I recently acquired 2 pieces of cotton/linen and wish to bleach them. I would describe them as being medium weight. They measure 60 inches X 90 inches. Can I bleach them in my washing machine?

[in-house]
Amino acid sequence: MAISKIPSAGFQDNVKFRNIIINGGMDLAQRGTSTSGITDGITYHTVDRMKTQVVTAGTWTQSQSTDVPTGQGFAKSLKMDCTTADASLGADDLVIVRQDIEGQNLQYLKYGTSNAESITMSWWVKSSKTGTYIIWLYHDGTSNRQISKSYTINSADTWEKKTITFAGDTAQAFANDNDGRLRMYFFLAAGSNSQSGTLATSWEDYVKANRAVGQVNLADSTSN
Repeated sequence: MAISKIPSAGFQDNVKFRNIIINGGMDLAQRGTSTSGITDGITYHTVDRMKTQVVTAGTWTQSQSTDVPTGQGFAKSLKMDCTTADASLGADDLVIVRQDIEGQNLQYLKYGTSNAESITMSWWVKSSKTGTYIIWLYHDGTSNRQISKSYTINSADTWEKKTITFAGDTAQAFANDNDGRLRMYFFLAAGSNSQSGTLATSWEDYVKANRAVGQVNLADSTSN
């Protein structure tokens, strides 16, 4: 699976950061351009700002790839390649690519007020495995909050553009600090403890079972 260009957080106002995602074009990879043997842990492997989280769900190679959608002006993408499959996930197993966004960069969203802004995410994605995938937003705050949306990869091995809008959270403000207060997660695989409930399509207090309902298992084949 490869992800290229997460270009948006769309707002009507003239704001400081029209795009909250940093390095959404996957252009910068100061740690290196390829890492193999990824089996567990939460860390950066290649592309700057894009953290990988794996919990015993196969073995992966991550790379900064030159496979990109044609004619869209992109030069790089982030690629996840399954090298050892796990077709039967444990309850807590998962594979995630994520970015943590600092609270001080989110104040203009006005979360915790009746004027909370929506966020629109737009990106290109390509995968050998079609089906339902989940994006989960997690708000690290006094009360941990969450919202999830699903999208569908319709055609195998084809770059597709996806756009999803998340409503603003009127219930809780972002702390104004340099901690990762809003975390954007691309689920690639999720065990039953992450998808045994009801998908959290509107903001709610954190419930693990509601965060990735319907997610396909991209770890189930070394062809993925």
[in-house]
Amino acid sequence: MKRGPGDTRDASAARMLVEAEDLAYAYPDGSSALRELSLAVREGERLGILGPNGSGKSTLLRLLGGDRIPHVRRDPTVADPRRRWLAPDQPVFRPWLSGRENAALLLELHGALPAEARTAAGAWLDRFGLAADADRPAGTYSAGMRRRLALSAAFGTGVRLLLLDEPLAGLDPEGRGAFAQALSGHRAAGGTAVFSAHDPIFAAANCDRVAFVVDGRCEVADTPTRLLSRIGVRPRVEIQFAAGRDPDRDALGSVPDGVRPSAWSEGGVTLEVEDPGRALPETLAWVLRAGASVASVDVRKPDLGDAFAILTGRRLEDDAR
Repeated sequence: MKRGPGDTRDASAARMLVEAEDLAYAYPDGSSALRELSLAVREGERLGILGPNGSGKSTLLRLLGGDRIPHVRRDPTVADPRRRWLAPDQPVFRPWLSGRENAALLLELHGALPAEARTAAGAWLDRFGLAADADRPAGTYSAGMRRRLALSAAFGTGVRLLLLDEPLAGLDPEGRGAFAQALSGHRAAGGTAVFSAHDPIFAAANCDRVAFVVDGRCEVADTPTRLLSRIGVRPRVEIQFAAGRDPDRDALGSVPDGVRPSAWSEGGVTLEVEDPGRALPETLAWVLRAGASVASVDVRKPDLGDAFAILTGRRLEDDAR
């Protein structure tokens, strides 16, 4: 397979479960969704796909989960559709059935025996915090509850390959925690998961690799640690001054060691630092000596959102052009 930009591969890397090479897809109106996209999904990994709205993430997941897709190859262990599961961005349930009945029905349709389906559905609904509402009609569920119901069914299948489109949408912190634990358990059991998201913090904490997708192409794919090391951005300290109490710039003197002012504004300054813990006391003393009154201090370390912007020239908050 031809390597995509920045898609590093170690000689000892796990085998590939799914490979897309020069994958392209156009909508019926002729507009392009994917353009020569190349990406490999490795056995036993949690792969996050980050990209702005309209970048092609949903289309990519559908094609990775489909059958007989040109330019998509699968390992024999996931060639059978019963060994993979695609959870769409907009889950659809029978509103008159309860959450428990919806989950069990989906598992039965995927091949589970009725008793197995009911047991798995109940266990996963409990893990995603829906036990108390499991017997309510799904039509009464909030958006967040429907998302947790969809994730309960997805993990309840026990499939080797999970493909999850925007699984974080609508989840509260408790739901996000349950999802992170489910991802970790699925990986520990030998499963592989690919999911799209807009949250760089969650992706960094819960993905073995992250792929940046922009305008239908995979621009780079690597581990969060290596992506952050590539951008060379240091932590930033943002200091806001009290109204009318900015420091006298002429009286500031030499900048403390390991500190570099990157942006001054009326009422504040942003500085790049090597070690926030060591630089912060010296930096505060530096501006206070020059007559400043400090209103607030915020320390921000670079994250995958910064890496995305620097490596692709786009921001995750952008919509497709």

Q: I recently acquired 2 pieces of cotton/linen and wish to bleach them. I would describe them as being medium weight. They measure 60 inches by 90 inches. Can I bleach them in my washing machine? Also, does it help to thoroughly wet the fabric before placing it in the washing machine? A: It sounds like you have an interesting project! Are you trying to improve the dingy appearance of older fabric, or are you trying to remove color? You can definitely bleach large pieces of cotton/linen fabric in a clothes washer—it’s a lot like washing a very large tablecloth. If I were doing something like this myself, I probably would proceed a little differently than what’s in the video, which is for your basic every day load of white laundry. You didn’t say what type of clothes washer you have, so I’ll address two options. Traditional top loading deep-fill model with central agitator Start with an empty washer. Select the “large” load size and the “delicate” cycle, and then start the washer to fill with hot water. When it finishes filling, raise the lid (this usually stops the machine from agitating) and add the bleach. For basic whitening, add ½ cup Clorox® Regular-Bleach; to strip color, use more. Close the lid so the machine agitates for a few seconds to mix the bleach, and then open the lid again. Now you can add the fabric. To do this, bunch the fabric together in a big loose wad and then slowly ease the bunched fabric into the washer. Add the second piece of fabric in the same way, putting it in the washer across the agitator from the first piece. Ideally you can do both pieces of fabric together to balance out the washer, but if they are different colors then you will need to do them separately. Be careful when adding the fabric to not wrap it around the central agitator! When the fabric has been added to the washer, clothes the lid to restart the washer and let it run to completion. For a top loader, I like a delicate cycle because the agitation speed is lower, which can help keep the fabric from getting tangled around the agitator. I don’t think it’s necessary to pre-wet the fabric before adding it to a top loader. Front loading high-efficiency model Begin with an empty washer. Select the hot water temperature and a delicate cycle and start the washer so it starts filling. When the washer stops filling (you should hear the water shut off), stop the washer. You may have to wait a minute or two for the door to unlock. Once you can access the washer, open the door and add ½ cup Clorox Regular-Bleach. Close the door and restart the washer to mix the bleach and water for a few seconds, and then stop the washer again. Now you can add the fabric, which you actually do want to pre-wet. Bunch the wet fabric together in a big wad and then drop the bunched fabric into the water in the bottom of the washer. Add the second piece of fabric on top of the first, pushing them down so they are submerged. Now close the door and re-start the washer. Let it run for about 5 minutes, and then stop the washer again. Advance the dial to the end of the wash cycle and restart the washer so the machine can drain and begin the first rinse. For a front-loader, I like the delicate cycle because the spin speed is lower. This makes it less likely that a single large piece of fabric will throw the washer out of balance during the spin cycle. How easy it will be to manually advance the washer cycle to the end of the wash after 5 minutes depends the type of washer. If you want to share more information on the type of washer you have, I may be able to provide more tips. You didn’t ask about detergent. You certainly can add a little laundry detergent along with the bleach if you want. It really depends on what your goal for bleaching the fabric is. I hope this is helpful. Please let me know if you have any other questions, and thanks for writing! –Dr. Laundry